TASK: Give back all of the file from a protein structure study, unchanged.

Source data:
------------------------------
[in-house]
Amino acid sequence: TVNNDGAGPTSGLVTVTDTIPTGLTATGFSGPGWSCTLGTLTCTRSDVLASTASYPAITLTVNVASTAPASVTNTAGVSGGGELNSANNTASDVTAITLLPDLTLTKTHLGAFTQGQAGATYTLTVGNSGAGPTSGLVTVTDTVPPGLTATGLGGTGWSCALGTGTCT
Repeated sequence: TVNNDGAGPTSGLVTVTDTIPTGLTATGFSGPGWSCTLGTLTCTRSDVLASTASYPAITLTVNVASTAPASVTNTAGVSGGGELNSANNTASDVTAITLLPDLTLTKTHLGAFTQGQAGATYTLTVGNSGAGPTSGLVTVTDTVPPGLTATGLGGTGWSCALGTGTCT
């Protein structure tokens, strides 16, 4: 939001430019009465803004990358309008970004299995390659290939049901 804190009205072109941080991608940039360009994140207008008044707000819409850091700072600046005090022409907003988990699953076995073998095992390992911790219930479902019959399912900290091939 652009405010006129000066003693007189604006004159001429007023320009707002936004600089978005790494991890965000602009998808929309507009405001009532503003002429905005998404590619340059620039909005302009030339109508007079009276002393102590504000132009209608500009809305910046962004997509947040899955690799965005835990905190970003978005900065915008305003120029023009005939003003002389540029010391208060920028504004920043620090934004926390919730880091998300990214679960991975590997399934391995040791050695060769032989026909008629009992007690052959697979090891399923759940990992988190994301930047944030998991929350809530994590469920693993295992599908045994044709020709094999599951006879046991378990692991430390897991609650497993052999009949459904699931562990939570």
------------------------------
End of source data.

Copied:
[in-house]
Amino acid sequence: TVNNDGAGPTSGLVTVTDTIPTGLTATGFSGPGWSCTLGTLTCTRSDVLASTASYPAITLTVNVASTAPASVTNTAGVSGGGELNSANNTASDVTAITLLPDLTLTKTHLGAFTQGQAGATYTLTVGNSGAGPTSGLVTVTDTVPPGLTATGLGGTGWSCALGTGTCT
Repeated sequence: TVNNDGAGPTSGLVTVTDTIPTGLTATGFSGPGWSCTLGTLTCTRSDVLASTASYPAITLTVNVASTAPASVTNTAGVSGGGELNSANNTASDVTAITLLPDLTLTKTHLGAFTQGQAGATYTLTVGNSGAGPTSGLVTVTDTVPPGLTATGLGGTGWSCALGTGTCT
């Protein structure tokens, strides 16, 4: 939001430019009465803004990358309008970004299995390659290939049901 804190009205072109941080991608940039360009994140207008008044707000819409850091700072600046005090022409907003988990699953076995073998095992390992911790219930479902019959399912900290091939 652009405010006129000066003693007189604006004159001429007023320009707002936004600089978005790494991890965000602009998808929309507009405001009532503003002429905005998404590619340059620039909005302009030339109508007079009276002393102590504000132009209608500009809305910046962004997509947040899955690799965005835990905190970003978005900065915008305003120029023009005939003003002389540029010391208060920028504004920043620090934004926390919730880091998300990214679960991975590997399934391995040791050695060769032989026909008629009992007690052959697979090891399923759940990992988190994301930047944030998991929350809530994590469920693993295992599908045994044709020709094999599951006879046991378990692991430390897991609650497993052999009949459904699931562990939570």